Washington, D.C. — Efforts by politicians during the most recent campaign season to paint themselves as strong on women’s issues such as equal pay, work-family conflicts, and access to health care have presented an opportunity for lawmakers in the new Congress to begin taking concrete steps to address key challenges facing women. Unfortunately, incoming leaders and lawmakers have shown little interest in following through by transforming the many campaign promises made to women into real solutions that can improve the economic stability and overall well-being of women and families. A new issue brief released today by the Center for American Progress calls on Congress to demonstrate that its words are more than just rhetoric by pursuing policies that respond to the challenges facing American women and their families, and it outlines some of the actions that lawmakers should explore to make a genuine difference in women’s lives.
The issue brief highlights four areas critical to women’s success—equal pay, work-family supports, early childhood and child care programs, and women’s health—all of which are issues that women frequently identify as top priorities and that many lawmakers professed their support for during the 2014 campaign season. The brief outlines concrete actions that Congress should be pursuing to improve the health and economic standing of all women and their families. Such steps include expanding access to paid leave and paid sick days; greater transparency in pay practices and more opportunities in higher-paying jobs; flexible work arrangements and scheduling predictability; affordable child care and greater investment in early learning programs; patient protections to ensure confidential discussions with health care professionals without outside interference; and improving the overall quality of jobs.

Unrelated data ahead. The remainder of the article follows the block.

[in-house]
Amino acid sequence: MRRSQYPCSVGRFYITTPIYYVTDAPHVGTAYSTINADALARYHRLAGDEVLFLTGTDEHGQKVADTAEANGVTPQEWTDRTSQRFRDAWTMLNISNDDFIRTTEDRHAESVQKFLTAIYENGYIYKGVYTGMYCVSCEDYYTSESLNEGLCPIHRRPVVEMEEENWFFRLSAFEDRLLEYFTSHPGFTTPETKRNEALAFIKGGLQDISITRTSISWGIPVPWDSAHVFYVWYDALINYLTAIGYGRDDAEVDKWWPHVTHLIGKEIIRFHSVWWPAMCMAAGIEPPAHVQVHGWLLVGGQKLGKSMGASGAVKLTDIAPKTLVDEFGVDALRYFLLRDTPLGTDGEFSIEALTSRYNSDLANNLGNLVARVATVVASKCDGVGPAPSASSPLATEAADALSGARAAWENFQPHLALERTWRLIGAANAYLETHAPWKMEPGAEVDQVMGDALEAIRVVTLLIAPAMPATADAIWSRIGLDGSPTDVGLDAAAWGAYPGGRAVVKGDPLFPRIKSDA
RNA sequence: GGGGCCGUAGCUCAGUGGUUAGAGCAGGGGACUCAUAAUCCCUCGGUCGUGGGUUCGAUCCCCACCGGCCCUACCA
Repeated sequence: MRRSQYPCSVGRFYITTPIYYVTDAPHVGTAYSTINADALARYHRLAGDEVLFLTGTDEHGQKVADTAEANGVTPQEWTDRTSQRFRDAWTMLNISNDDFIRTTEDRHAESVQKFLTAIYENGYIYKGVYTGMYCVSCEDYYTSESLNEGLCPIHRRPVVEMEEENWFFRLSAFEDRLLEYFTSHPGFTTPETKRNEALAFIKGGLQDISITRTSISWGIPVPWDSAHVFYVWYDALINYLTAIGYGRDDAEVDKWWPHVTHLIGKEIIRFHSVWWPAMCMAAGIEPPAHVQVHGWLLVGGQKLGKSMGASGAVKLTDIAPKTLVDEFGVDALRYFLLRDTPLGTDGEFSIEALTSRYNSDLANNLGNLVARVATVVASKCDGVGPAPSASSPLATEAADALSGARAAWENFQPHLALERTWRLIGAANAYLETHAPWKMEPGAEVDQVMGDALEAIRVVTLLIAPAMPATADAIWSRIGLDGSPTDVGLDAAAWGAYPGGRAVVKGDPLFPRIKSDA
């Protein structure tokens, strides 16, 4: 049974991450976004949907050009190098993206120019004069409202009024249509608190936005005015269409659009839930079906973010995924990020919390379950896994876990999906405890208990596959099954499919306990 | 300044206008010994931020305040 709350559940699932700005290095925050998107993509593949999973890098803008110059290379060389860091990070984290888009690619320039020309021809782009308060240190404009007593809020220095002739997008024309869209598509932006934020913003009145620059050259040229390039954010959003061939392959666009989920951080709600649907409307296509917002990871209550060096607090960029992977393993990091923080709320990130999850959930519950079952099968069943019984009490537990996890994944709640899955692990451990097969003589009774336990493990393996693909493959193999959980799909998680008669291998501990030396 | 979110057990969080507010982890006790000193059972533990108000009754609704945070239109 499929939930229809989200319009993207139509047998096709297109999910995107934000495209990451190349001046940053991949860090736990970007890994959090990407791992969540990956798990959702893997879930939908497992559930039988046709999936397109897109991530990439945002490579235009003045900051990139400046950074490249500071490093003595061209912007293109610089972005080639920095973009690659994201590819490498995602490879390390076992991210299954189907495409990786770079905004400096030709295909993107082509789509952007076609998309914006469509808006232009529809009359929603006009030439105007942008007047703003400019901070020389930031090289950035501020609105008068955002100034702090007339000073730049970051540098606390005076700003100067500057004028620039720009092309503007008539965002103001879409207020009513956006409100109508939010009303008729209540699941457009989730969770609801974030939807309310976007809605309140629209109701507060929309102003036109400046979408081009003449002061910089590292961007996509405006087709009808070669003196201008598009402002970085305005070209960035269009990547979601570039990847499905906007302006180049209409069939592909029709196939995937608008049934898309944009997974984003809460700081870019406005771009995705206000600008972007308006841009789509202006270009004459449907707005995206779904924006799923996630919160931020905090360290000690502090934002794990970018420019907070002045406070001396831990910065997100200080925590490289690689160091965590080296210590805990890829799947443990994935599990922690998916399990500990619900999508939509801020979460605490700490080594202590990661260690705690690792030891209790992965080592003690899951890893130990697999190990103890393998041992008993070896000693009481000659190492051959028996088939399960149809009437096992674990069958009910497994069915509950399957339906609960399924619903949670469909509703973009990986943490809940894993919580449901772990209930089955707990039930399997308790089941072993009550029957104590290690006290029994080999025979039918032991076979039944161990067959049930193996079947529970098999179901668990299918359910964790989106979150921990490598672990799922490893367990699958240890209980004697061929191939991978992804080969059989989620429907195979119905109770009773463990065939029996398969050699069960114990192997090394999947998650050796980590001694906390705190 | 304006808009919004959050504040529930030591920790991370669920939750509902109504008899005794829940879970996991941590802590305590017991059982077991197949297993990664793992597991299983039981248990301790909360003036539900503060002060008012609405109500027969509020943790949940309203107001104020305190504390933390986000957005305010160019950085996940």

“Equal pay, workplace flexibility, affordable child care, and access to quality health care services are issues critical not only to women but also to the overall stability, health, and economic security of all women and their families,” said Jocelyn Frye, Senior Fellow at the Center for American Progress. “Last year’s campaigns are over. Women and their families need less rhetoric and more accountability from lawmakers through concrete actions to address the issues that women consistently say matter to them most.”
The early record of this new Congress in January and February yielded few results on many of the key economic and health issues important to women and families.
As outlined in CAP’s new brief, the breadth and depth of issues facing women and their families—such as earning fair wages, finding affordable child care, accessing affordable health care, obtaining a predictable work schedule, and being able to take time off to care for an aging parent or sick child—were noticeably absent from the incoming leadership’s opening agenda. But there is much work that can be done to improve the lives of women and their families—if Congress is up to the challenge.
Read the issue brief: A Challenge to Congress by Jocelyn Frye, Milia B. Fisher, and Donna Barry
For more information or to speak with an expert, contact Chelsea Kiene at email@example.com or 202.478.5328.